following: http://blogs.thestage.co.uk/shenton/2011/04/the-economics-and-economies-of-the-fring/index.html

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@ShentonStage has a interesting blog this morning about the economy of the fringe – a couple of things are worth noting.

First, there’s a great inversion of usual “who gets paid first” row. The usual way this old altercation plays out is that a producer or director does a “letwin” (http://blogs.news.sky.com/boultonandco/Post:82d3a14d-cdc4-4cba-908e-e1abe0ec87b4) and admits that they prioritized paying the actors last and equity (and a lot of actors who stopped paying their equity subs years back) get enraged.

This time however @ShentonStage admits to paying the actors first and the technicians get enraged (NB – I’m guessing BECTU didn’t get involved but based on my inbox I think they’re a little busy trying to take down NewsCorp).

As someone who hovers around both camps (I direct, and pay my bills with technical and production management) I understand the anger, but I think that we all waste a lot of time with this argument by presuming that if we aren’t being paid its because people aren’t respecting our artistic talents.

We need to differentiate between being disrespected as artists and whether we are paid. Last time I put a play on I didn’t pay my actors or creatives but I paid my lighting and sound operators – why? Because every night my set, lx sound and costume designers got their work shown to the public and press, the actors got a theatre, a set, lighting, sound and as many industry comps as they liked and I got reviews and my work onstage.

What none of us needed was for our work to be ruined by a sloppy sound operator or a lighting tech who doesn’t notice a crucial blown lamp – it was no disrespect to my creatives and actors that they got paid last, it was respect for their work.

As artists we need to be able to recognise that the fringe runs on private individuals paying for productions and recognise that when money is tight our art should be respected and fully supported long before we are paid. If you would rather get paid than act on a set that does full credit to the performance then you’ve the wrong attitude for the fringe, if you would rather get paid than be able to hire the spot and hazer that will make the end of the play look phenomenal you’ve got the wrong attitude for the fringe.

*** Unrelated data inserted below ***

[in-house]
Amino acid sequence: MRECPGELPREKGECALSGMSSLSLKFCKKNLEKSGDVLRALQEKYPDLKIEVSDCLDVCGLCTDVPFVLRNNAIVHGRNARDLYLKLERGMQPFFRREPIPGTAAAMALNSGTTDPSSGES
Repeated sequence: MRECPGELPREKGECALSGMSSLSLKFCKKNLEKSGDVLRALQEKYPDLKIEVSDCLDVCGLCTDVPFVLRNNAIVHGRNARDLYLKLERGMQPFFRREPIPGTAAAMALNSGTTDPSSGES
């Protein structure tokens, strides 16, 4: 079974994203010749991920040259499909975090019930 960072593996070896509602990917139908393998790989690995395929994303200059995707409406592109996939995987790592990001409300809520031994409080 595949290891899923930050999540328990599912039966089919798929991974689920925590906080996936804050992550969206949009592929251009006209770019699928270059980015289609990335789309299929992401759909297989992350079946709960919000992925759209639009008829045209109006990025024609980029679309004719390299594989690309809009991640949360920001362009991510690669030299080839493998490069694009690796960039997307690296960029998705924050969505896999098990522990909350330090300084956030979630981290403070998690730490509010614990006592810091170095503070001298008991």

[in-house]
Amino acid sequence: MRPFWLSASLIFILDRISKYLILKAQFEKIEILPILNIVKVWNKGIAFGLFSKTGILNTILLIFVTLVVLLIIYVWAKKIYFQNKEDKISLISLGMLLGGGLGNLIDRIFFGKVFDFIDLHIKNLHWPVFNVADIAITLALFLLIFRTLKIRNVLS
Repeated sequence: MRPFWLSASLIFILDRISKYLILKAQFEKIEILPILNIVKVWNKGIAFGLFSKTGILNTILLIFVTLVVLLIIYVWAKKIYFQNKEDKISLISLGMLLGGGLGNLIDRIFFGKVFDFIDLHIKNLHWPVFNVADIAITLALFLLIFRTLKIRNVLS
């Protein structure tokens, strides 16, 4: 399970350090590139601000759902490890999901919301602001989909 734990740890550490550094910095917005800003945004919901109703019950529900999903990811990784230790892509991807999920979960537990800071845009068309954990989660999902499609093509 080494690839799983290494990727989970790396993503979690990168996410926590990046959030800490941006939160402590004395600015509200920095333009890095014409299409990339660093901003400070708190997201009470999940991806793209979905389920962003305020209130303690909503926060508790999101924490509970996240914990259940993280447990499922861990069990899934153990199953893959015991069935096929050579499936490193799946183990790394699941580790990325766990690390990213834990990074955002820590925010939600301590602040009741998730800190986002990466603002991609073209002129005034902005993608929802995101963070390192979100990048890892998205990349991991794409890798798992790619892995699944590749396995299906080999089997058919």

One final point, @ShentonStage suggests that

“The performers and creative team are apparently self-subsidising it; but in fact that often means that it’s the public who are footing the bill, too, not just at the box office but through their taxes, who are paying for many of its participants to work for free via the fact that many of them are claiming benefits.”

We are living under a Tory led coalition government in the midst of a downturn. Our public services are under massive and enormous pressure, if you are claiming benefits so that you can put on theatre you are just another miserable benefit cheat.

There is no excuse for signing on to make art, and there should be no tolerance for it in our industry. You may not feel the ArtsCouncil is enough of a presence on the fringe and I agree with you (last post: http://www.guardian.co.uk/commentisfree/2010/oct/08/fringe-theatre-actors-career-path) but that does not give you the right to take money from the hospitals, schools and other vital public services that are all being pitilessly squeezed so you can stage your “hilarious” one man show about the life of Valerie Solanas which you perform using noting but a anglepoise lamp, two oranges, a cucumber with a johnny on it and a blow up doll with Andy Warhols’s face in a bar in Shoreditch.

I am sorry to say that it also doesn’t give you the right to perform a incredible piece of relevant political theatre in a respected fringe venue either – however noble the message, not when library’s and community centres are closing.

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